15 September, 2012

Bowling for a Carvery

We've had an awesome day today. Lovely lie in, followed by breakfast bought by Frazer. Isla had pain au chocolat, Frazer had croissant and jam and I had a cinnamon danish pastry. Lovely!

We went all the way across to Airdrie to go to a bowling alley, because the ones in Edinburgh are ridiculously expensive. It's a good couple of years since we've been bowling. Frazer's really good - he used to play in a league when he lived in Edinburgh, and was meant to when we moved to Peebles, but the last couple of years his back has gone right at the beginning of the season and he's missed out. Isla and I are pretty rubbish, but we do manage to hit the pins most of the time. I even got a strike today - I was ridiculously pleased with myself!

We did a few bits of shopping in Airdrie afterwards, and then came home via Ratho for a carvery. It's a Crown Carvery in Ratho, and it used to be very good, but it seems to have gone downhill a little. The other one we go to is a Toby Carvery in Liberton in Edinburgh that used to be called the Balm Well. It's brilliant, and the quality of the food is excellent.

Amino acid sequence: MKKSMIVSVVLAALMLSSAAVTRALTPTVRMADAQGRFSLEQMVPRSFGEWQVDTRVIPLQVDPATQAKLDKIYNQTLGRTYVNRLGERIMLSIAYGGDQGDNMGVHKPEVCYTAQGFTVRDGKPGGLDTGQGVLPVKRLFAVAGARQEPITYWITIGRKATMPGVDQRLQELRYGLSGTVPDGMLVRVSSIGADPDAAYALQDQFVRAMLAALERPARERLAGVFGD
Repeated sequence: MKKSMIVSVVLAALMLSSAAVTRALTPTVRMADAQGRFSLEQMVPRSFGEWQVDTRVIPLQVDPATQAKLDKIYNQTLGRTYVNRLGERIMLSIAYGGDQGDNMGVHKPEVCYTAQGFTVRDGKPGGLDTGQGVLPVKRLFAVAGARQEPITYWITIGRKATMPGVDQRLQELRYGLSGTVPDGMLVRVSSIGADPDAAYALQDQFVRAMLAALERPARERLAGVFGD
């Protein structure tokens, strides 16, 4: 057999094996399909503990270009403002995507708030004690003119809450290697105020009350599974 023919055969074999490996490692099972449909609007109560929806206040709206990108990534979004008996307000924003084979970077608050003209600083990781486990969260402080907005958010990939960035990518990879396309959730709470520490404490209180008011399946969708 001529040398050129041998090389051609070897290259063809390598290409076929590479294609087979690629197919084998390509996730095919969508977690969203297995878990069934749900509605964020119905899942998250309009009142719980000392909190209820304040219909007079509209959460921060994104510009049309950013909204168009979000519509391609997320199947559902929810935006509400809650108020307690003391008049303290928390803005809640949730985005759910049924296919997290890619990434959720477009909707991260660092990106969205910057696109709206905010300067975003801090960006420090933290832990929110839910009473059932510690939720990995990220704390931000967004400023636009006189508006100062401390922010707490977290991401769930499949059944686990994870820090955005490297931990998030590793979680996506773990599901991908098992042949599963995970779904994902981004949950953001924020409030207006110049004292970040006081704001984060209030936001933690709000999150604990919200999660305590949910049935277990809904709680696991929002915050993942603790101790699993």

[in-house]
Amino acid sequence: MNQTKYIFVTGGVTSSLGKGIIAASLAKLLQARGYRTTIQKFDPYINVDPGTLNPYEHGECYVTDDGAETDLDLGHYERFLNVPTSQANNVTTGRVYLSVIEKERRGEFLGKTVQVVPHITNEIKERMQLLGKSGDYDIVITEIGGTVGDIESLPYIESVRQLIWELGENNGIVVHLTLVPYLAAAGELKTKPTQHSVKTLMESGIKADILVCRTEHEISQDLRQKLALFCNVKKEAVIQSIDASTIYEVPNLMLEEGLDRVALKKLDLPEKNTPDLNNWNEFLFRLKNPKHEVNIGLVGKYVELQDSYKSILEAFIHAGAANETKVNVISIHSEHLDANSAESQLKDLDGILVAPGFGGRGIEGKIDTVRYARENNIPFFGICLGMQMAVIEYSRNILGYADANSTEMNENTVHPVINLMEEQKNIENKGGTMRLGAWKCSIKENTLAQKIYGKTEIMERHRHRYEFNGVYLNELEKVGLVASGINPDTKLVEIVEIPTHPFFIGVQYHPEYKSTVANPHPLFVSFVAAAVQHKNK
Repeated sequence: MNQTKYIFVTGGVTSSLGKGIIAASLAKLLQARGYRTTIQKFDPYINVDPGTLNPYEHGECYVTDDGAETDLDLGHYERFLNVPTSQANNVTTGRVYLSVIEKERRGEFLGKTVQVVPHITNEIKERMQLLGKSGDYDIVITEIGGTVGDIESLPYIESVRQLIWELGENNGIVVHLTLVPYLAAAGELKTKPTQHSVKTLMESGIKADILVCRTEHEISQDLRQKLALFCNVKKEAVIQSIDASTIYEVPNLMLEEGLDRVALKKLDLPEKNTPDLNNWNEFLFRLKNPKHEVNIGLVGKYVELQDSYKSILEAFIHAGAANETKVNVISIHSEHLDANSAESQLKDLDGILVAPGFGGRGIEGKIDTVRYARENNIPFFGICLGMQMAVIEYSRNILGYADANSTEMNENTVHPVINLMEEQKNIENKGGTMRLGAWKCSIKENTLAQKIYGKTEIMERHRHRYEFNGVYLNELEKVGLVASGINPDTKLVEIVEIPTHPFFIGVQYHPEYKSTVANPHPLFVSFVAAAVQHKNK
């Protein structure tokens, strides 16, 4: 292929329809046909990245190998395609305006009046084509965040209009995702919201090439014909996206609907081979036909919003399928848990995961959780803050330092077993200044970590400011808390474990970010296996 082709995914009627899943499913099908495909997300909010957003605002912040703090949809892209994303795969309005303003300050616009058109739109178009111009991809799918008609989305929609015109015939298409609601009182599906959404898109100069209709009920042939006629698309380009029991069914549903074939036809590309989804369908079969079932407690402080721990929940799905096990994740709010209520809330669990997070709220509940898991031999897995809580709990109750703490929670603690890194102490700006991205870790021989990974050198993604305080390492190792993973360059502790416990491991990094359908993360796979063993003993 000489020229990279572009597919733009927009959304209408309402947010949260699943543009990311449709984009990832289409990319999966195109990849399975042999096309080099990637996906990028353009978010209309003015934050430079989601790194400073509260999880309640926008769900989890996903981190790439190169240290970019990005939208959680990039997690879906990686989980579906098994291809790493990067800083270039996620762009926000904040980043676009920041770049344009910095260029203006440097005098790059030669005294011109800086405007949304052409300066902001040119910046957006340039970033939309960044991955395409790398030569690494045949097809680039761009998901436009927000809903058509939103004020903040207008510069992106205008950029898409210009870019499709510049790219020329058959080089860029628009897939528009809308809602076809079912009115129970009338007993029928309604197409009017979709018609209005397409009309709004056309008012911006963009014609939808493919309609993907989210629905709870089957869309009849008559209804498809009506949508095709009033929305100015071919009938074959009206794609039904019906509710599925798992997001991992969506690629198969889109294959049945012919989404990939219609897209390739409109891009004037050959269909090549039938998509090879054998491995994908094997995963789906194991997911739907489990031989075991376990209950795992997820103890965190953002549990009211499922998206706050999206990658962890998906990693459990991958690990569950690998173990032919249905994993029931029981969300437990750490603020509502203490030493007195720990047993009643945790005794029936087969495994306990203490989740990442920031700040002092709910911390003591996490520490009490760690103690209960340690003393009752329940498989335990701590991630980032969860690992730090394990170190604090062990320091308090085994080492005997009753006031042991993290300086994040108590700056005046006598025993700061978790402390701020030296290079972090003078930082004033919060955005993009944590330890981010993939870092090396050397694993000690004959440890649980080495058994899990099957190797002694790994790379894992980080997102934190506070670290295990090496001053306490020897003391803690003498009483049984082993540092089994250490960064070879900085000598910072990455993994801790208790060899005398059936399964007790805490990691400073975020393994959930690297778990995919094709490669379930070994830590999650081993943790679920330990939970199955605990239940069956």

It's 11.30 now and we've only just sat down. We got in and put the shopping away, then decided to try to dismantly the falling apart armchair in the kitchen. We didn't get very far, so we're going to get it into the boot of the car tomorrow, hold the boot lid down with bungees and drop it at the tip tomorrow morning. The dog was upset because it's his armchair!

Off to a car boot tomorrow - probably will be full of rubbish, but alŵays worth a mooch.

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02 September, 2012

Roman Holiday

I know it's been a long time since I've updated the blog properly. We've had a pretty good summer really. Ok, the weather in Peebles has been less than wonderful, but we did manage to get away on holiday for a couple of weeks at the beginning of the summer.